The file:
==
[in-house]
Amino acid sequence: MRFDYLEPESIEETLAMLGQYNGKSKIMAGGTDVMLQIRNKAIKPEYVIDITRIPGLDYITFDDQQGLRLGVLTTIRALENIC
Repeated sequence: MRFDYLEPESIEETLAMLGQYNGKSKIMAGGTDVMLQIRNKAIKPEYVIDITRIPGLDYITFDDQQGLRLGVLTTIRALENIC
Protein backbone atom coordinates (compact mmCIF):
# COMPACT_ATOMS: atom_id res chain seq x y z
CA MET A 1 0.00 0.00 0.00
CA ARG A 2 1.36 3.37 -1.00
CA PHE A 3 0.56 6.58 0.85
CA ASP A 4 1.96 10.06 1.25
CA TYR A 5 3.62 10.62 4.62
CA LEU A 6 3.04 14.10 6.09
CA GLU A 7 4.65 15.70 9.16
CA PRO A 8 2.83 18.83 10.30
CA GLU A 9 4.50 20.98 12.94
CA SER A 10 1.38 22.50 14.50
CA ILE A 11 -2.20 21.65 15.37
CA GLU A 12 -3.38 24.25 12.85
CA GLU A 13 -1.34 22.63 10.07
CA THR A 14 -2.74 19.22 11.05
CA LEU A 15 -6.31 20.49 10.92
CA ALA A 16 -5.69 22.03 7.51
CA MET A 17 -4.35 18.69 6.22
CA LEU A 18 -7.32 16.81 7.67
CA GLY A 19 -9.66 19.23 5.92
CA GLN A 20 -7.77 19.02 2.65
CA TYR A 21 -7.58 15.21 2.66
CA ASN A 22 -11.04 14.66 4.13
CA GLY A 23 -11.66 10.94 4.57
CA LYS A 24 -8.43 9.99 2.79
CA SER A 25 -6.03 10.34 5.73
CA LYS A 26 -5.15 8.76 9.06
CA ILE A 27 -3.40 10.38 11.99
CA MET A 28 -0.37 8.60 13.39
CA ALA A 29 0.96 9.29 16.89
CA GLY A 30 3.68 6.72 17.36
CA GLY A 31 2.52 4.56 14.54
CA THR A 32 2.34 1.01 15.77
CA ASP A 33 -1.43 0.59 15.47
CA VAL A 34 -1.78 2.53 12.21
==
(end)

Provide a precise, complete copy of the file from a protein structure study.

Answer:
[in-house]
Amino acid sequence: MRFDYLEPESIEETLAMLGQYNGKSKIMAGGTDVMLQIRNKAIKPEYVIDITRIPGLDYITFDDQQGLRLGVLTTIRALENIC
Repeated sequence: MRFDYLEPESIEETLAMLGQYNGKSKIMAGGTDVMLQIRNKAIKPEYVIDITRIPGLDYITFDDQQGLRLGVLTTIRALENIC
Protein backbone atom coordinates (compact mmCIF):
# COMPACT_ATOMS: atom_id res chain seq x y z
CA MET A 1 0.00 0.00 0.00
CA ARG A 2 1.36 3.37 -1.00
CA PHE A 3 0.56 6.58 0.85
CA ASP A 4 1.96 10.06 1.25
CA TYR A 5 3.62 10.62 4.62
CA LEU A 6 3.04 14.10 6.09
CA GLU A 7 4.65 15.70 9.16
CA PRO A 8 2.83 18.83 10.30
CA GLU A 9 4.50 20.98 12.94
CA SER A 10 1.38 22.50 14.50
CA ILE A 11 -2.20 21.65 15.37
CA GLU A 12 -3.38 24.25 12.85
CA GLU A 13 -1.34 22.63 10.07
CA THR A 14 -2.74 19.22 11.05
CA LEU A 15 -6.31 20.49 10.92
CA ALA A 16 -5.69 22.03 7.51
CA MET A 17 -4.35 18.69 6.22
CA LEU A 18 -7.32 16.81 7.67
CA GLY A 19 -9.66 19.23 5.92
CA GLN A 20 -7.77 19.02 2.65
CA TYR A 21 -7.58 15.21 2.66
CA ASN A 22 -11.04 14.66 4.13
CA GLY A 23 -11.66 10.94 4.57
CA LYS A 24 -8.43 9.99 2.79
CA SER A 25 -6.03 10.34 5.73
CA LYS A 26 -5.15 8.76 9.06
CA ILE A 27 -3.40 10.38 11.99
CA MET A 28 -0.37 8.60 13.39
CA ALA A 29 0.96 9.29 16.89
CA GLY A 30 3.68 6.72 17.36
CA GLY A 31 2.52 4.56 14.54
CA THR A 32 2.34 1.01 15.77
CA ASP A 33 -1.43 0.59 15.47
CA VAL A 34 -1.78 2.53 12.21